1. The Widnell & Tata (1966) assay method for Mg2+-activated DNA-dependent RNA polymerase was used for initial-velocity determinations of rat liver nuclear RNA polymerase. One unit (U) of RNA polymerase was defined as that amount of enzyme required for 1 mmol of [3H]GMP incorporation/min at 37°C. 2. Colony fed rats were found to have a mean RNA polymerase activity of 65.9μU/mg of DNA and 18h-starved rats had a mean activity of 53.2μU/mg of DNA. Longer periods of starvation did not significantly decrease RNA polymerase activity further. 3. Rats that had been starved for 18h were used for all feeding experiments. Complete and tryptophan-deficient amino acid mixtures were given by stomach tube and the animals were killed 15–120min later. The response of RNA polymerase to the feeding with the complete amino acid mixture was rapid and almost linear over the first hour of feeding, resulting in a doubling of activity. The activity was still elevated above the starvation value at 120min after feeding. The tryptophan-deficient amino acid mixture produced a much less vigorous response about 45min after the feeding, and the activity had returned to the starvation value by 120min after the feeding. 4. The response of RNA polymerase to the feeding with the complete amino acid mixture was shown to occur within a period of less than 5min to about 10min after the feeding. 5. Pretreatment of the animals with puromycin or cycloheximide was found to abolish the 15min RNA polymerase response to the feeding with the complete amino acid mixture, but the activity of the controls was unaffected. 6. The characteristics of the RNA polymerase from 18h-starved animals and animals fed with the complete or incomplete amino acid mixtures for 1h were examined. The effects of Mg2+ ions, pH, actinomycin D and nucleoside triphosphate omissions were determined. The [Mg2+]– and pH–activity profiles of the RNA polymerase from the animal fed with the complete mixture appeared to differ from those of the enzyme from the other groups, but this difference is probably not significant. 7. [5-3H]Orotic acid incorporation by rat liver nuclei in vivo was shown to be affected by the amino acid mixtures in a similar manner to the RNA polymerase. 8. The tryptophan concentrations of plasma and liver were determined up to 120 min after feeding with the amino acid mixtures. Feeding with the complete mixture produced a rapid increase in free tryptophan concentrations in both plasma and liver, but feeding with the incomplete mixture did not alter the plasma concentration. The liver tryptophan concentration increased at about 45min after feeding with the tryptophan-deficient diet. 9. There was a good correlation between the liver tryptophan concentration and RNA polymerase activity in all groups of animals. 10. It was concluded that the rat liver nucleus responded to an increase in amino acid supply by increased synthesis of RNA as a result of synthesis of RNA polymerase de novo. The correlation of tryptophan concentration and RNA polymerase activity appears to reflect the general amino acid concentration required to support hepatic protein synthesis and to produce new RNA polymerase. This new polymerase appears to differ from the basal RNA polymerase by its rapid synthesis and destruction, which may be a means of regulating RNA synthesis by the amino acid concentration in the liver.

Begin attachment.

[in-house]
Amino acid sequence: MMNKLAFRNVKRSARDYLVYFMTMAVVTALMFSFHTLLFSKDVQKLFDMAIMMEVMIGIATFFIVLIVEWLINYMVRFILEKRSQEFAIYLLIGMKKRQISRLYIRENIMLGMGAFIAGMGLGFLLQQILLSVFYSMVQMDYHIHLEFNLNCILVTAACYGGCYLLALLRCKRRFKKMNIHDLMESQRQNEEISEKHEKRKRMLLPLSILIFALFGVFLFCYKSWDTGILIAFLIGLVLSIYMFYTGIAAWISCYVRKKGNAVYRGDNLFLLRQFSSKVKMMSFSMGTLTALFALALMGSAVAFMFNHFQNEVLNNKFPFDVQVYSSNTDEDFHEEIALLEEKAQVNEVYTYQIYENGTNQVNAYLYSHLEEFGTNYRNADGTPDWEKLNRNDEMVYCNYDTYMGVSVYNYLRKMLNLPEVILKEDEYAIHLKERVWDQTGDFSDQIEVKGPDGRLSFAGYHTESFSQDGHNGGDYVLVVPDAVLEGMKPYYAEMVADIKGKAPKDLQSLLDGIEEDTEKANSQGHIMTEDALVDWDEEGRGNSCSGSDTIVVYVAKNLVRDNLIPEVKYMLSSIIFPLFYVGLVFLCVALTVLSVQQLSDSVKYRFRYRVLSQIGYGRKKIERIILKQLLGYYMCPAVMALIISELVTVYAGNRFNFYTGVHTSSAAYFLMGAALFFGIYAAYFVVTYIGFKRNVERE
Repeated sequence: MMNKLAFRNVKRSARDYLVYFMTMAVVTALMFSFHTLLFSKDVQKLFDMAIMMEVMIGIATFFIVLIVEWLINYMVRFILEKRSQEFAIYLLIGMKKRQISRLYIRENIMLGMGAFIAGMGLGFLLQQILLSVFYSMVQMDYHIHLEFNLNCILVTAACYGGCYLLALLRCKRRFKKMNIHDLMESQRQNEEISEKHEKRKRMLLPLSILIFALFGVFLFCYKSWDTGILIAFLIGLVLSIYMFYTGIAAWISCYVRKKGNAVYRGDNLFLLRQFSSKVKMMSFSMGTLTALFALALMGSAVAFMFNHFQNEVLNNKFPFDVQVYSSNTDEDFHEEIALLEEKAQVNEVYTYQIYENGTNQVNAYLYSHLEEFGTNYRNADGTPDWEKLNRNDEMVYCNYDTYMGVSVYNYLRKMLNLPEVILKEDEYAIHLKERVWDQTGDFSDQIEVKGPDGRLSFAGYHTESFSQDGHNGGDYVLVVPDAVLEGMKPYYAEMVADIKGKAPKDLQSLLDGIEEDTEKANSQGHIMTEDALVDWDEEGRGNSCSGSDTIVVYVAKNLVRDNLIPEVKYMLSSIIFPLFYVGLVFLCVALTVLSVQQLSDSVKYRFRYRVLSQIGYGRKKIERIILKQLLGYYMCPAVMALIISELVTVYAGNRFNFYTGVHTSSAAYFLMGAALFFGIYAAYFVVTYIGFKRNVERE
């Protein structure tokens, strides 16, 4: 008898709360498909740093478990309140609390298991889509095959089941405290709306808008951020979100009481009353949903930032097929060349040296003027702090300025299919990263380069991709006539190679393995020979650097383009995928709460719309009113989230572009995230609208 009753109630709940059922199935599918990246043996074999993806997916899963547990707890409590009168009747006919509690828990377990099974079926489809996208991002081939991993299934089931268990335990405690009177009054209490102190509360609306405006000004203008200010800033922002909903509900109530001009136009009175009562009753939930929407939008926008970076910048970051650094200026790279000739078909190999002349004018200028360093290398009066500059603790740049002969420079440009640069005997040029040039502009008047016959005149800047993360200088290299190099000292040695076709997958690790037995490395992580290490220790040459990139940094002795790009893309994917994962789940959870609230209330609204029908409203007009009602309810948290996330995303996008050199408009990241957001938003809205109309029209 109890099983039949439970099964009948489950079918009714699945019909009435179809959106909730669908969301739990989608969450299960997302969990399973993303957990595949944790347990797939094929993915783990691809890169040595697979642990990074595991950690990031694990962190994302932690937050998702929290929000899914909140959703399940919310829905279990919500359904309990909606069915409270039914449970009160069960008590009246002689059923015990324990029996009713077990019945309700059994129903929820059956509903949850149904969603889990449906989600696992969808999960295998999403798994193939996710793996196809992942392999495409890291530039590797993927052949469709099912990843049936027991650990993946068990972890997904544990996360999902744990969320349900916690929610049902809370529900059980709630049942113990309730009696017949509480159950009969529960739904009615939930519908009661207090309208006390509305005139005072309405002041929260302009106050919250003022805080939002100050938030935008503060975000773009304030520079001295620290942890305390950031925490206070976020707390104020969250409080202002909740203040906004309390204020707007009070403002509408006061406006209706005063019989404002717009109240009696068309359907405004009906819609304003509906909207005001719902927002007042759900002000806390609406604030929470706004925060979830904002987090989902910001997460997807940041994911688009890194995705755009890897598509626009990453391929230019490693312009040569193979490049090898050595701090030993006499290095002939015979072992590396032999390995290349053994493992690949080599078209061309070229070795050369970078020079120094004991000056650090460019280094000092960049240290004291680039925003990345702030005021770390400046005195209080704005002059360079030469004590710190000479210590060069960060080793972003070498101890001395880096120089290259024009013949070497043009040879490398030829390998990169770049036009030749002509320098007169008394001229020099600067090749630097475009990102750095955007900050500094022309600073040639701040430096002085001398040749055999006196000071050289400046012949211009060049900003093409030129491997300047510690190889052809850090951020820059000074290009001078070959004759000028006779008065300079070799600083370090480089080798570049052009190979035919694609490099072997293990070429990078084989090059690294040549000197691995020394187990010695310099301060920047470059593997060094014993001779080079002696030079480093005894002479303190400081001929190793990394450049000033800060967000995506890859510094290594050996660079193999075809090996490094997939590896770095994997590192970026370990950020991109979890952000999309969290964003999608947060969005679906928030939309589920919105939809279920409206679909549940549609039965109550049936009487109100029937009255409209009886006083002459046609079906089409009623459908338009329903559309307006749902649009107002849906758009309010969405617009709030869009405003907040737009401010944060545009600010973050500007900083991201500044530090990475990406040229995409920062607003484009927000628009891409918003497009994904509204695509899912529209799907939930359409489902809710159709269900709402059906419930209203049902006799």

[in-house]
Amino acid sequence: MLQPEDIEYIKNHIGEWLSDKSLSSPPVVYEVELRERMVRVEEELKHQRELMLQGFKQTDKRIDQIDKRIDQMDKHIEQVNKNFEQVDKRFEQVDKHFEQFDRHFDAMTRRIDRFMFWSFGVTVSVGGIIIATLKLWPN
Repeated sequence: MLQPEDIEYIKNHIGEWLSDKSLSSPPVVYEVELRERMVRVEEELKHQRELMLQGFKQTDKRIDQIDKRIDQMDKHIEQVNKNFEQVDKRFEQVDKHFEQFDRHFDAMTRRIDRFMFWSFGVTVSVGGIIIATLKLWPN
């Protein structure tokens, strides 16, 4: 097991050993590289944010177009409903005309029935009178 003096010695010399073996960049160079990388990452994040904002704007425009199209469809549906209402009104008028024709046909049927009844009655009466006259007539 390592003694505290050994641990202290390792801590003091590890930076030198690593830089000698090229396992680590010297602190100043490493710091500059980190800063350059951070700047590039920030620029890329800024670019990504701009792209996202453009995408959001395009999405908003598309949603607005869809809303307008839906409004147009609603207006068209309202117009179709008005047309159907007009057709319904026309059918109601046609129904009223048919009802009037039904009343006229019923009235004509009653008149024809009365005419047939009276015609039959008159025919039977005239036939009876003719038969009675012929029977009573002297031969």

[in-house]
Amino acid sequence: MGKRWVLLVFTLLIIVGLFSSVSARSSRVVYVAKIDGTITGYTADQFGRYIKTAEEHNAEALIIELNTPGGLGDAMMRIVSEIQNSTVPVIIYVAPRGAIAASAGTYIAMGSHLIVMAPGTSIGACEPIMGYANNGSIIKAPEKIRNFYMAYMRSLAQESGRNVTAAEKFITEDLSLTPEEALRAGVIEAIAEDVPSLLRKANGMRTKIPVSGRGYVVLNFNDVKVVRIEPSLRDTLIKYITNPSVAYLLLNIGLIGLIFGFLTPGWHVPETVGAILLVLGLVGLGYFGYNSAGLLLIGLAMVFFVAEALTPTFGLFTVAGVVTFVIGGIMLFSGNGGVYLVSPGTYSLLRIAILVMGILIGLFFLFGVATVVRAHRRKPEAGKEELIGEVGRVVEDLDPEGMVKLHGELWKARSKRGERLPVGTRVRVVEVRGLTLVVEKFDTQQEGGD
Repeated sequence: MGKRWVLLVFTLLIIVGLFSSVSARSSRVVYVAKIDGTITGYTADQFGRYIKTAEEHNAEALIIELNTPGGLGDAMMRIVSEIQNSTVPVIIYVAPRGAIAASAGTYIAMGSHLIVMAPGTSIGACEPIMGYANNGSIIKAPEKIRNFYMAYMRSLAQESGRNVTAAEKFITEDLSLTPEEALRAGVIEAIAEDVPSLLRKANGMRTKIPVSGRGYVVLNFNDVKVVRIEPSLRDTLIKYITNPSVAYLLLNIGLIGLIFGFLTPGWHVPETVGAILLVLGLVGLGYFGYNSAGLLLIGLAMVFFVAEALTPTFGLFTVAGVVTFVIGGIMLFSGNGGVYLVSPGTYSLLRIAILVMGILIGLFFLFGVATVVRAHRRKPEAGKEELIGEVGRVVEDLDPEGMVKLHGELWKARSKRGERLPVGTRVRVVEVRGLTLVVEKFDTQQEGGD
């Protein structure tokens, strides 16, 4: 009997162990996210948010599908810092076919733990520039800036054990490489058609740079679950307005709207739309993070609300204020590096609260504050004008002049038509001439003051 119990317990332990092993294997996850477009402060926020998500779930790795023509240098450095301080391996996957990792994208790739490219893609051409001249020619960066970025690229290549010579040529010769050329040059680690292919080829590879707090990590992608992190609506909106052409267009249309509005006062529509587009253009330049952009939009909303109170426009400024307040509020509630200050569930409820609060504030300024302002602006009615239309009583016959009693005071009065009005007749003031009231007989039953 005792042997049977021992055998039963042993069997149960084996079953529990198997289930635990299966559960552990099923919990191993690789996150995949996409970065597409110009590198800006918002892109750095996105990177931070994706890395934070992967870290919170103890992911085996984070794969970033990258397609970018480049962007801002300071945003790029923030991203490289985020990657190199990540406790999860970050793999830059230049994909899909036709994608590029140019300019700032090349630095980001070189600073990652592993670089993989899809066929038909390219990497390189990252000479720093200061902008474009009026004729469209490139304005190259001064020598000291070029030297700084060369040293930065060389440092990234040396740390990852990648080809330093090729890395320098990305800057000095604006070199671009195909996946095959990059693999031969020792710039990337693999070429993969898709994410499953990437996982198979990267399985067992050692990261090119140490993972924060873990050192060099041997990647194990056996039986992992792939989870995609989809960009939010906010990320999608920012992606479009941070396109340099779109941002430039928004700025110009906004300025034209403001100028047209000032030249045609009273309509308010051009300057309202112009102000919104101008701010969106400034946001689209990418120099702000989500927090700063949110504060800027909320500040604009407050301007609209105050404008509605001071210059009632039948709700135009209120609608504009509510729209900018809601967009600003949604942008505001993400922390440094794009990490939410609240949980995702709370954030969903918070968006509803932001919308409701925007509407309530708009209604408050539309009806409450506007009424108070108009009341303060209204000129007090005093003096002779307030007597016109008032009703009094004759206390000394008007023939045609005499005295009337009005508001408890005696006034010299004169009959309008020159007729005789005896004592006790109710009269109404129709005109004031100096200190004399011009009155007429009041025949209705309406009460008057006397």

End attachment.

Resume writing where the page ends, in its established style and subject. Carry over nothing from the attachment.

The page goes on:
The effect of feeding with a tryptophan-free amino acid mixture on rat liver magnesium ion-activated deoxyribonucleic acid-dependent ribonucleic acid polymerase
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A. R. Henderson; The effect of feeding with a tryptophan-free amino acid mixture on rat liver magnesium ion-activated deoxyribonucleic acid-dependent ribonucleic acid polymerase. Biochem J 1 November 1970; 120 (1): 205–214. doi: https://doi.org/10.1042/bj1200205
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